Internet Payments

Secure & Reliable

Your data is encrypted and secure with us.
Godaddyseal image
VeraSafe Security Seal

Lethbridge Herald Newspaper Archives

- Page 1

Join us for 7 days to view your results

Enter your details to get started

or Login

What will you discover?

  • 108,666,265 Obituaries
  • 86,129,063 Archives
  • Birth & Marriages
  • Arrests & legal notices
  • And so much more
Issue Date:
Pages Available: 20

Search All United States newspapers

Research your ancestors and family tree, historical events, famous people and so much more!

Browse U.S. Newspaper Archives


Select the state you are looking for from the map or the list below

OCR Text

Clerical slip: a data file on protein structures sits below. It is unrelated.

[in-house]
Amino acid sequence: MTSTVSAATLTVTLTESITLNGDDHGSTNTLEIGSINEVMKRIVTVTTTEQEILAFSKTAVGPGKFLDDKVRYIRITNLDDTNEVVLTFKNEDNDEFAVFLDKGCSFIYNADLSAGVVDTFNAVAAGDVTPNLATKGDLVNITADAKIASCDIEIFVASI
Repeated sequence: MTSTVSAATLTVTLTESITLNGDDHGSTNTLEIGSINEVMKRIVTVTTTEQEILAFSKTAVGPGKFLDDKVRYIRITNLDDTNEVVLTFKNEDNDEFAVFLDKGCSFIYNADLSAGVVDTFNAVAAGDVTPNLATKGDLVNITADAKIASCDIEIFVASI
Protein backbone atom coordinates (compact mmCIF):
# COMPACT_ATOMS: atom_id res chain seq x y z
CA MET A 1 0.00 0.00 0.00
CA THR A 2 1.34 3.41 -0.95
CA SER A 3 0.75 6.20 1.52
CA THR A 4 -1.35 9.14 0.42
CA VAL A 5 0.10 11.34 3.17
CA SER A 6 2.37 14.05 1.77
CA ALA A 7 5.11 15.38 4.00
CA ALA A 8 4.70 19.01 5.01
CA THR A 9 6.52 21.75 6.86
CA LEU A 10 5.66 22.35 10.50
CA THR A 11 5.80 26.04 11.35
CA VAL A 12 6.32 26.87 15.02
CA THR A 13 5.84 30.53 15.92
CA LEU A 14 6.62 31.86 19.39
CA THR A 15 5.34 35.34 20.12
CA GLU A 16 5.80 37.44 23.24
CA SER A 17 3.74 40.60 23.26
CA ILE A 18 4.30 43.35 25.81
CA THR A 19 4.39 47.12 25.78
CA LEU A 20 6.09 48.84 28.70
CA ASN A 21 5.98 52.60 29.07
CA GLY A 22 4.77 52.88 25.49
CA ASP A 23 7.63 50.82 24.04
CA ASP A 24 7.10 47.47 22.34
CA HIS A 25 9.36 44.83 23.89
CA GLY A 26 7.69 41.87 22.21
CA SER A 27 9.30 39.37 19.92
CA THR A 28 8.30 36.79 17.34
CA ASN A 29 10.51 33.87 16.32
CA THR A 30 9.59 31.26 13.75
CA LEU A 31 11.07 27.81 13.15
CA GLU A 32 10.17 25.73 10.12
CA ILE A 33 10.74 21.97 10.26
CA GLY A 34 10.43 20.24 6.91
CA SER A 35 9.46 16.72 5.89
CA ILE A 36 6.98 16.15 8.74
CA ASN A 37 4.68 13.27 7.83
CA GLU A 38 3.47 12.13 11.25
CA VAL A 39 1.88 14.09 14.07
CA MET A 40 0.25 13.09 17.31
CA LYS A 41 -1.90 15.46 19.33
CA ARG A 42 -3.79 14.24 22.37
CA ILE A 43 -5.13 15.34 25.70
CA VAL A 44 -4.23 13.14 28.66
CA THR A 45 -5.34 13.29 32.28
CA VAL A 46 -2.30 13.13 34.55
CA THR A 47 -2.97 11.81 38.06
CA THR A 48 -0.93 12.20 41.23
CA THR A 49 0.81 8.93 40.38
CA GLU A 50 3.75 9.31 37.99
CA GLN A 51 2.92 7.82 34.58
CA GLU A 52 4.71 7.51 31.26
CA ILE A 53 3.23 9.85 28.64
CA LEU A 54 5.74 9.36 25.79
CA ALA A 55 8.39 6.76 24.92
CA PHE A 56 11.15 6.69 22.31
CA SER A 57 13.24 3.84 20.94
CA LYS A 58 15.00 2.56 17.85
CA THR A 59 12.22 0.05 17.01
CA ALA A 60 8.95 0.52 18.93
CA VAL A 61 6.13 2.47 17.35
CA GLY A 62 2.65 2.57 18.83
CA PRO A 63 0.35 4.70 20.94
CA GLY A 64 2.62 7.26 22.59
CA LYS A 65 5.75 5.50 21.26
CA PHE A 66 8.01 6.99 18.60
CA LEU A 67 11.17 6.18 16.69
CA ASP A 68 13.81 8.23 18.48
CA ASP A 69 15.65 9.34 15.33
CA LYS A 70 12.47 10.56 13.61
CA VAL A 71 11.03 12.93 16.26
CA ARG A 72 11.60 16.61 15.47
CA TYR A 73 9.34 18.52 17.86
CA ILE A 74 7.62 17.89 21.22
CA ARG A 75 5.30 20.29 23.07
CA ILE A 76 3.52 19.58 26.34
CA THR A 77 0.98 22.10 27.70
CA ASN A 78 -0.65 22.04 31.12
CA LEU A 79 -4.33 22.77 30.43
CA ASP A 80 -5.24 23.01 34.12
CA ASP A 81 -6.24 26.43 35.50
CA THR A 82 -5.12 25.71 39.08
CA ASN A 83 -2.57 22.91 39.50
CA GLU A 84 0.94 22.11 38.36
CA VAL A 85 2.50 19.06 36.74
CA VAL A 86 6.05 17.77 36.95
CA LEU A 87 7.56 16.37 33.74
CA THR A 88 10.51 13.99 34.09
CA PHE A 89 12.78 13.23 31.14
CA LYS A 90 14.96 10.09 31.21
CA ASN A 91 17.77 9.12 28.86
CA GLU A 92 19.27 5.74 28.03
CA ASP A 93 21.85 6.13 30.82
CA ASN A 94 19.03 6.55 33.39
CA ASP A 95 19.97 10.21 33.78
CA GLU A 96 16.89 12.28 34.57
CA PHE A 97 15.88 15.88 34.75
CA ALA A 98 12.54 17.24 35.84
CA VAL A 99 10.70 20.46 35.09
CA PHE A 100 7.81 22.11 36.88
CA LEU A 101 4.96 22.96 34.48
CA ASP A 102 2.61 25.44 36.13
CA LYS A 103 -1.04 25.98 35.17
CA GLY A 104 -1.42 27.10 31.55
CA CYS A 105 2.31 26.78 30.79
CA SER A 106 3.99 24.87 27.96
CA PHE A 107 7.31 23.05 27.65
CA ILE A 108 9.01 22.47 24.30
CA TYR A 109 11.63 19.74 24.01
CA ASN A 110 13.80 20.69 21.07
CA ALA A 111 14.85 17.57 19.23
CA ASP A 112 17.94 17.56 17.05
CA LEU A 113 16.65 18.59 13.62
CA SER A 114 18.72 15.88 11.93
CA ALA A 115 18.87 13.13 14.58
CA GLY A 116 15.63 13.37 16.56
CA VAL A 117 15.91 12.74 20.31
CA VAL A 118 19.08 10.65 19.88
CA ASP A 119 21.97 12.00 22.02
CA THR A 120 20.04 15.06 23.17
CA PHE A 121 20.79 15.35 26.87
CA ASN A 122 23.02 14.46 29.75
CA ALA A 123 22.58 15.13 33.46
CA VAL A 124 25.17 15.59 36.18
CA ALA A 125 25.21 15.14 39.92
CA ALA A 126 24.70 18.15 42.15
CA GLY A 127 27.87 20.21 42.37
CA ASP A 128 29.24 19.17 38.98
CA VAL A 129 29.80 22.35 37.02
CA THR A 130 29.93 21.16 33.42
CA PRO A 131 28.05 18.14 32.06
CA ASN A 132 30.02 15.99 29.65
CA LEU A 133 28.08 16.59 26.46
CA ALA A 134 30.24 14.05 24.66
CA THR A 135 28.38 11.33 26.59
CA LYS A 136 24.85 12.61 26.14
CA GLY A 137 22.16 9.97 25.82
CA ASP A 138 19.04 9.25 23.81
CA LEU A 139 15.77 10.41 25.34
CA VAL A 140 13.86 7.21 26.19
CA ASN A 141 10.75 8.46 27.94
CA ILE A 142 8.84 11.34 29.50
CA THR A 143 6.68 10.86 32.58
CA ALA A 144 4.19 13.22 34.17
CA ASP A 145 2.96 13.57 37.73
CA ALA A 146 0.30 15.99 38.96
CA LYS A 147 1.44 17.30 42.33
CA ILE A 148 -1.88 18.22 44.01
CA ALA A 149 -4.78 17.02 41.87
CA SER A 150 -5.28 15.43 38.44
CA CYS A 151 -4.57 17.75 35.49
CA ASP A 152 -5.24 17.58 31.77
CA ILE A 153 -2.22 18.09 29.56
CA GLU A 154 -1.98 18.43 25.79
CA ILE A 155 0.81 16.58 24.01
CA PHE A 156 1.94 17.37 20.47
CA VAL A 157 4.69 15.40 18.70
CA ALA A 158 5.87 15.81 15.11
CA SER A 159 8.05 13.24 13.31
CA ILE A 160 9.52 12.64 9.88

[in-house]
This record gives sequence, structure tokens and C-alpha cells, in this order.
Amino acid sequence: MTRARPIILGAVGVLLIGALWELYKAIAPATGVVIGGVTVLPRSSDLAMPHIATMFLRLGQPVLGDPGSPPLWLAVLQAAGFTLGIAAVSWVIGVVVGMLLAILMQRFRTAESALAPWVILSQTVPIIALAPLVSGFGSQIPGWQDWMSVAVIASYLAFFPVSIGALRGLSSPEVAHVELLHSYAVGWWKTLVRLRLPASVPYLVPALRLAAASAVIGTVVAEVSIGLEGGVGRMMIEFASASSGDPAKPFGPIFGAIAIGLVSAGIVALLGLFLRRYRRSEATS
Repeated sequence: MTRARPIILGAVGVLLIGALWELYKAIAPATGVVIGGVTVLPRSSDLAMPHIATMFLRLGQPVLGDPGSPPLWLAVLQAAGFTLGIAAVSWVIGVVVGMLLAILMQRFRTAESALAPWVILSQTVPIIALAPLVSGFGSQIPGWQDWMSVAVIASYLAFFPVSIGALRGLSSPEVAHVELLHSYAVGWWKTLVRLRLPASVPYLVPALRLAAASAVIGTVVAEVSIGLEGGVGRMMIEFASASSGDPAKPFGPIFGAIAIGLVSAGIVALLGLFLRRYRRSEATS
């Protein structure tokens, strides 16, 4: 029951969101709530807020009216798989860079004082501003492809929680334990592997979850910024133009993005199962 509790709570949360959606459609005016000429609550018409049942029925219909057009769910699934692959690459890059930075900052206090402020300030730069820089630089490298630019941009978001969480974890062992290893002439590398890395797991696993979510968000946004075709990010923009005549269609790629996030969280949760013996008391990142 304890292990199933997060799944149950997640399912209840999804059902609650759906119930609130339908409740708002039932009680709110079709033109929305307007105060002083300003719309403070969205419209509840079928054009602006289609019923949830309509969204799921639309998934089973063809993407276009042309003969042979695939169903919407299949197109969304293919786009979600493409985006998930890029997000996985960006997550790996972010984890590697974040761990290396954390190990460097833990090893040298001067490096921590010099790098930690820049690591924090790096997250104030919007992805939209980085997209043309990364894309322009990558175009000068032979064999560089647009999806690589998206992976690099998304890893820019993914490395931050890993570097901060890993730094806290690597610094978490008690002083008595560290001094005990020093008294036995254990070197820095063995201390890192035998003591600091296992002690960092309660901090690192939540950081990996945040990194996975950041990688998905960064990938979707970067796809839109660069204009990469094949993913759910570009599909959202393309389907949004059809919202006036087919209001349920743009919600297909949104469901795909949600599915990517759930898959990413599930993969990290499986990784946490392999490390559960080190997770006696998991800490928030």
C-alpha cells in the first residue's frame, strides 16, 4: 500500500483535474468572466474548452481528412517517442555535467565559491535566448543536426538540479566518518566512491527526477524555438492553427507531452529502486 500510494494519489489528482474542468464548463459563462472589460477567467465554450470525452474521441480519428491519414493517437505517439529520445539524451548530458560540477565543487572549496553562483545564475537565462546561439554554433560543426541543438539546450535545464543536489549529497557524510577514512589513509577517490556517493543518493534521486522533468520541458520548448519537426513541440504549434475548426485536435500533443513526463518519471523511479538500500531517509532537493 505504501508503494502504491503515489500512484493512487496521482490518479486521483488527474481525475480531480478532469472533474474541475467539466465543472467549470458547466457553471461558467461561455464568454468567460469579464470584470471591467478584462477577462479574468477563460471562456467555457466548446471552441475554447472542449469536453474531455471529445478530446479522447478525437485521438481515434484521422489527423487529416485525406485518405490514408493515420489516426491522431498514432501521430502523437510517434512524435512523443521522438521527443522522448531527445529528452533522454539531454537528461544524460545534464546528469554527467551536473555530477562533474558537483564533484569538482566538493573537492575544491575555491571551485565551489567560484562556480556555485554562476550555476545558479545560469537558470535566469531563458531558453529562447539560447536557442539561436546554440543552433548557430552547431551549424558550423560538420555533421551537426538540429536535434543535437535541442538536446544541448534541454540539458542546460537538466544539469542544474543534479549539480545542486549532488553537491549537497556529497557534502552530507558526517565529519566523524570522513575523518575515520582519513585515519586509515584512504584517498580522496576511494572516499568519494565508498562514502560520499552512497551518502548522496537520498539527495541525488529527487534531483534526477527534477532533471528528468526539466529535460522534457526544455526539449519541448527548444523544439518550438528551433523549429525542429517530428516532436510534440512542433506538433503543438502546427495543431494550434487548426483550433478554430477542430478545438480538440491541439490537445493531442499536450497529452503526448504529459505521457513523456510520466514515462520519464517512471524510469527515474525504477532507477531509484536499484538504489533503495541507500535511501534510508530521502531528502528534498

Lethbridge Herald, The (Newspaper) - July 16, 1974, Lethbridge, Alberta the LetKbridge Herald VOL JULY 1974 15 Cents 20 Pages Evening hike became siege of terror J Canada widens By JIM GRANT Herald Staff Writer For about 20 terrorizing minutes late a vicious black bear clawed and chewed two Alberta youths after yanking them from trees. Today Lee 17 of Red and Cam of Spruce are in good con- dition in Pincher Creek Hospital. The mother bear is being hunted by four provin- cial park officials near Beauvais Lake to face a sentence of death upon cap- ture. The episode began late Sun- day evening on the side of a heavily treed Mil as the two youths hiked up a park nature The boys began the late evening hike with Lee's parents but his folks headed back to their tent trailer in the camp after hiking part way up the hill. At a point near the balding top of the winding mile long they turned a sudden corner in the path only to find a mother bear and her two cubs plodding directly toward them Both youths immediately turned and ran. Lee scrambl- ed up one tree and Cam another. But Cam's escape was cut short when the mother bear's claws hooked his shoe as he began his climb and pulled him to the ground She swiped at him with her claws ripping deep cuts in his back and legs The black bear mauled him along the ground for more than 15 clawing and biting at his head leaving wounds that required 40 stitches to close About 130 pitches were used to close the cuts on his legs and back While Cam being Lee climbed to the top of a 30-feut tree and screamed for help to two men hiking further down the trail As the men left to seek Lee's frightened screams attracted the bear. She left the bloodied Cam and climbed the tree in search of his com- panion. With one mighty swipe of the Lee's boot ripped the branch he was cling- ing to broke and he was hauled down the tree to be bitten and scratched for some mysterious reason the bear suddenly left Lee and went back to Cam who was sprawl- ed on the ground. Even though torn and Cam lay silent. After one last the bear left Cam and again sought out Lee who had once more climbed the tree and was waiting with the broken branch which he used to poke at her when she neared the top of the tree Again for some unknown the bear backed down the left the scene and marched into the wilds with her offspring. Aftermath Wildlife officer Steve Myers places raw-meat bast in barrel bear trap near Beauvais Lake campsite while 16-year-old Cam top and Lee recover in Pincher Creek hospital. By 2 a.m Monday bofh youths were being treated in hospital after a stretcher ride down the hill and a 14-mile ambulance ride into Pincher Creek. Lee received several stitches to his legs. Park officials combed the immediate area of the attack to be sure the bear had left for the higher hills and would not be a t danger to other tourists camping by the serene Beauvais Lake. Unable to spot her and confronted with a darkening the park officials haul ted their search until later' Mon- day morning All day four provincial park officials set up traps and hunted the bear with prepared to take her dead or alive. By Monday evening the barrel bear traps and their calf carcass bait were still un- touched and the park officials hadn't spotted the bear. ''We'll get her said a determined Jim Wolske. Beauvais Lake wildlife officer in an interview Monday. Once a bear has attacked a human it has to be destroyed because it no longer has a fear ot man and could become very aggressive whenever near whether provoked or he explained. He said he can't understand 'why the bear attacked the two youths since they didn't provoke her and she always had her two cubs at her side. According to park the attack was the first by a bear in or near Beauvais Provincial Park. Today the park officials are to receive leg-hole snares from Edmonton which will be set in the hills in an attempt to trap the bear. curious onlookers gave the park officials more trouble than the hunted bear by continually approaching the barrel traps in an attempt to obtain a closer view. For Lee Brcwn and his parents Roy and their two-week camping vaca- tion was shortened by 10 days. When the youths are releas- ed from probably later this his parents and companion Cam will return home. 'Nixon did not know of burglary' Colson WASHINGTON Former White House aide Charles Colson says he is con- vinced President Nixon did not know in advance about the break-in at the office of Daniel Ellsberg's psychiatrist. Colson spoke ta reporters after testifying for 10 hours Monday before the House of Representatives judiciary committee impeachment in- quiry. Members appeared divided over whether Colson was helping or hurting the president with his testimony. Some interpreted Colson's testimony as indicating Nixon had advance knowledge of the break-in by the White House investigative unit dubbed But others ex- pressed an opposite view. Colson returns to the com- mittee today for further ques- tioning. His wide-ranging ac- tivities when he was a top Nix- on political adviser make him a key figure in the com- mittee's impeachment in- quiry. Three committee members had been told by John Nixon's former chief domestic that Nixon had approved Ellsberg which they interpreted to mean the break-in of the doctor's office. was no other Ellsberg said one of the members. interview- ed by reporters when he left the committee said it would be darkest of to draw such a conclusion from his testimony. He said he had simply re- peated the words Ehrlichman had used. 6BA B Y DOLL' FO UND RETIREMENT TOO MUCH 111. Sarah who said last week she was going straight after more than 50 years as a was found dead in her officials said Monday. She was 73. An autopsy showed that Miss Cowan died of pneu- a coroner said. She gained national attention in May after being arrested for the 50th time on prostitution charges. And earlier this she was arrested again and charged with propositioning a vice squad officer. never too old to practice the world's oldest profes- said Miss who was honored at a recent con- vention of prostitutes in San Francisco. But Miss Cowan said after posting bond following her last arrest that her street days were over. space program OTTAWA Expan- sion of government space including possible par- ticipation in the United States shuttle was an- nounced today by Science Minister Jeanne Sauve. The main element of the policy redefinition is improve- ment of the capacity of Cana- dian industry to design and build domestic space the minister said in a statement. That would be achieved by switching research now done by government agencies over to and by farming out new projects to industry. Canadian space policy has been based largely on commu- nications Anik for example. It now is being expanded to include such projects as the U.S.-based Earth Resources Technology Satellite in which Canada already par- ticipates Mrs. Sauve said the National Research Council is discussing Canadian involve- ment in the space shuttle with the U.S. National Aeronautics and Space Administration The exact form any par- ticipation might take has not been she said The shuttle is based on a reusable manned launch vehi- cle and servicing of satellites in orbit. The government has author- ized million to finance stud- ies of the but Cana- dian participation could cost depending on the share the government sources said. NASA and the government also are jointly engaged in the develop- ment of the Communications Technology to be launched in 1975. demands of the future indicate a need for a more clearly defined space policy for Mrs. Sauve said. must be able to plan our involvement at the same ensure that Canada receives the max- imum benefit from that in- volvement Considerations of sovereignty as well as the economic and social well- being of Canadians must be taken into The minister said the government will continue to depend on other countries for launching Canadian satellites. That has meant the U.S in the past. But the minister's statement says a number of countries have begun to set up launching and are prepared to consider in- volvement in the supplying na- tions' space A spokesman for the science ministry said potential partners include the Soviet Japan and the Euro- pean Community. Makarios going to New ASSOCIATED PRESS The United Nations and Britain reported today that Archbishop ousted as president of Cyprus by military is alive. The reports came as the rebels an- nounced the appointment of five cabinet ministers to a new of national Britain said Makarios had asked for and was given per- mission to enter Britain's sovereign base areas on the Mediterranean island. But diplomatic sources in London said the archbishop had left Kidnapper in MONTREAL Montreal Urban Community police Sunday refused to either confirm or deny radio reports saying that Jacques one of the men in- volved in the 1970 kidnapping of British diplomat James may be back in Canada. A spokesman for the criminal investigation bureau said he could not comment on the reports. Radio station CFCF said Saturday that who was exiled to Cuba with others involved in the might have arrived in Canada using a false passport. Published reports last month said Jean- Marc Charbonneau and Yves Langlois had arrived in Paris and then travelled to Algeria. the areas for an unknown destination. Some authorities in the Brit- ish capital speculated he may be heading for a special ses- sion of the UN Security Coun- cil in New York The Cyprus National which overthrew Makarios. claimed to be in complete con- trol of the situation on the Mediterranean island. It said an island-wide dusk-to-dawn curfew will remain in and warned that violators be shot without war- But the British Forces Broadcasting the sta- tion of the British army on said fighting is con- tinuing in the capital of and the major cities of Famagusta and Limasspl. Britain's foreign office re- leased word of the ousted president's departure from British sanctuary soon after Foreign Secretary James Callaghan announced Makarios nad been allowed to enter Britain's sovereign base area on Cyprus. A spokesman said he could give no further details of Ma- kanos's moves. Privately tither informants ruled out his return to Cypnot territory where fighting still is going on in the capital of Nicosia and in other towns. But these sources said they would not exclude the possibility of the bearded Greek Orthodox prelate appearing at an emergency UN Security Council session summoned by UN Secretary General Kurt Waldheim in New York. At the Monday Wednesday Thursday Saturday TOTALS __ __ __. Seen and heard About town Parade watchers Anne and Norma try- ing to commandeer a sand box for but giving up when they found it was full of sand George Wilson leading a three- man repair gang down the road to offer first aid to a neighbor's crippled baler. Gate zest up for fair opening With five hours less than last year to whoop it falrgoers made the most of the abbreviated Monday open- ing of Whoop-Up Days. Monday's attendance figure was down 386 from but Exhibition officials were too busy Monday to complain about the gate. Exhibition Manager Andy Andrews said Monday's atten- dance figure was good since Whoop-Up Days unlocked its turnstiles five hours later than The afternoon he did reduce track betting. Opening-day turf fans plunked down at parimutuel wickets last but Mon- day's wagers at Whoop-Up Downs totalled only Track manager Irv Sukut said the parade to the post for the first three races was poor- ly attended because of the parade downtown. By the time bettors had seen the down- town turf fans were lining up to bet on the fourth hp cairi From 6 p.m. until early this 210 blackjack gamblers kept 30 pit bosses busy dealing cards and collecting chips. About people visited the grandstand to see Trans- Canada Hell Drivers perform their automotive stunts and Stratus Faction run through their show. About 400 employees of Ber- nard Thomas' travelling midway had taken in as much money by p.m. Monday as they had by closing time last year. Although most people came away from opening day with slimmer Gordon Glover did not. Mr. Glover of 1520 4th Ave. N. won from Lethbridge Jaycees for purchasing one of tickets for a gold bar sold by Jaycees before the fair. Ticket No. 177 was drawn this morning by Lethbridge and District Exhibition Association officials for the daily gate attendance prize. The ticket holder must pick up the money at the Ex- hibition office. Wednesday is Kiddies Day at the fair. There will be a grandstand show for youngsters at a.m. Children to 14 years of age will be admitted through the gates free of charge until 4 p.m. Fair officials say reduc- ed rates will prevail on the midway until 4 p.m. g s TUESDAY Pioneer's Day time at Whoop-Up Downs. 8 Daredevils and Stratus tand Show. 11 close. closes. 2 closes. WEDNESDAY Kiddies' Day grandstand show. 12 and midway opens. 2 opens time at Whoop-Up Downs. 8 Daredevils and Stratus tand Show. 11 close. closes. 2 closes. Summary of special Whoop-Up attractions on Page 11. Inside 1 1ft -i 12 _______ c TV Weather 3 g LOW TONIGHT 8 HIGH WED. g WINDY. S ;